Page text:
Besides your work, who is doing the coolest work in Northern Colorado? Whose art do you look forward to seeing the most?

There are so many great people. Lindee Zimmer is doing a lot of great work. I’ve got a friend I went to college with down in Denver, Jeremy Burns, who’s making these really cool large murals on the side of corrugated steel buildings that can be seen from different angles.

There’s just so much. The whole public art realm is just exploding right now. There’s just so many people from graffiti artists to people that are rolling out really abstract works. I get on the internet and I just am amazed by the level of work that’s out there and the number of things that are getting accomplished.

I’m trying to spend the next three years focusing on what I’m trying to do. I tend to like keep my hands in a lot of different pots and try to work as many angles as I can. I’m trying to take a two or three year period here and just stay really focused on achieving a couple set goals for myself and not worrying about what other people are doing as much.

We talk a lot about business planning during startup week in particular, but to hear an artist talk about their three-year plan is interesting. A lot of your work comes through commissions or through other folks asking you to do certain things, right? How do you plan for that uncertainty?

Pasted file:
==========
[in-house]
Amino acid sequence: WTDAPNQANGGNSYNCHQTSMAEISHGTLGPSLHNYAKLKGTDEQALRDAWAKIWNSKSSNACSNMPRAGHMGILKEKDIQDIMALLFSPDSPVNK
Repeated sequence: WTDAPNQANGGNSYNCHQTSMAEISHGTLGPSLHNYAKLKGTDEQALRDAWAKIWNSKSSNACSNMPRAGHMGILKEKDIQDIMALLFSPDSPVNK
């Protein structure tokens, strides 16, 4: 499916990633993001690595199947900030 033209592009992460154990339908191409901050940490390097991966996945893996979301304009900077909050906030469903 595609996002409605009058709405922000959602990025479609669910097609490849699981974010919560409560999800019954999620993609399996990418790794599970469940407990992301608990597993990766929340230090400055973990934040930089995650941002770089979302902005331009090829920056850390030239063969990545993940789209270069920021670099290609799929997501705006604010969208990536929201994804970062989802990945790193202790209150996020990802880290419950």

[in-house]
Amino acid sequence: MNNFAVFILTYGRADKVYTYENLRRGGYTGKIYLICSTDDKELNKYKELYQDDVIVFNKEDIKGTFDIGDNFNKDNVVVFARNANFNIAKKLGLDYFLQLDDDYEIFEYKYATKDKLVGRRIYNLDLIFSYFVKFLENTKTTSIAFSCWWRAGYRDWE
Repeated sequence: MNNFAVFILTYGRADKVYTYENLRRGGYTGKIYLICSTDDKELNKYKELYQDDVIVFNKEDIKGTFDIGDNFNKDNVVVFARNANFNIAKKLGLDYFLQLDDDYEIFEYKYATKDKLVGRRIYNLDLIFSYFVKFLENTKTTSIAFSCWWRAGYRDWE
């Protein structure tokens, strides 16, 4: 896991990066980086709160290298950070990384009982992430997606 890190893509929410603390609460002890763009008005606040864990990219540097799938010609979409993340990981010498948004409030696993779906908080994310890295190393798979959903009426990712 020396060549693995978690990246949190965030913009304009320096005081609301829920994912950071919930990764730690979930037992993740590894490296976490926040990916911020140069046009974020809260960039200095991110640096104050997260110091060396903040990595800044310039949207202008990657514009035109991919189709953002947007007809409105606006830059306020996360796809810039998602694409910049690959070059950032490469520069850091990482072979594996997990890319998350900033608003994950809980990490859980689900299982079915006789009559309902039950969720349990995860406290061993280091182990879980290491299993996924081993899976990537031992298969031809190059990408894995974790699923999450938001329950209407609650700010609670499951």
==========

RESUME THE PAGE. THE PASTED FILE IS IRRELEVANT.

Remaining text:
It’s just a balance of making things happen and letting things happen. I haven’t typically been a huge goal setter. I’ve gone through the process of formulating business plans and mission statements and all these things in the past, but all kind of loosely based and even my three-year goals aren’t … There’s not a huge plan set in place for them. They’re just places that I would like to see myself get to and I’m just going through the process of figuring out the roads I need to take to get to that spot.

What are you looking forward to most in startup week?

It’s always a great thing. There are tons of really smart, cool people that are out in the community. I look forward to, even in down times, just talking to people that are out. Some of the best conversations I’ve had surrounding art and business and moving things forward in the community have come just having a sandwich or some snacks with someone in between talks.

What do you see is the biggest challenge in Northern Colorado in terms of the creative community.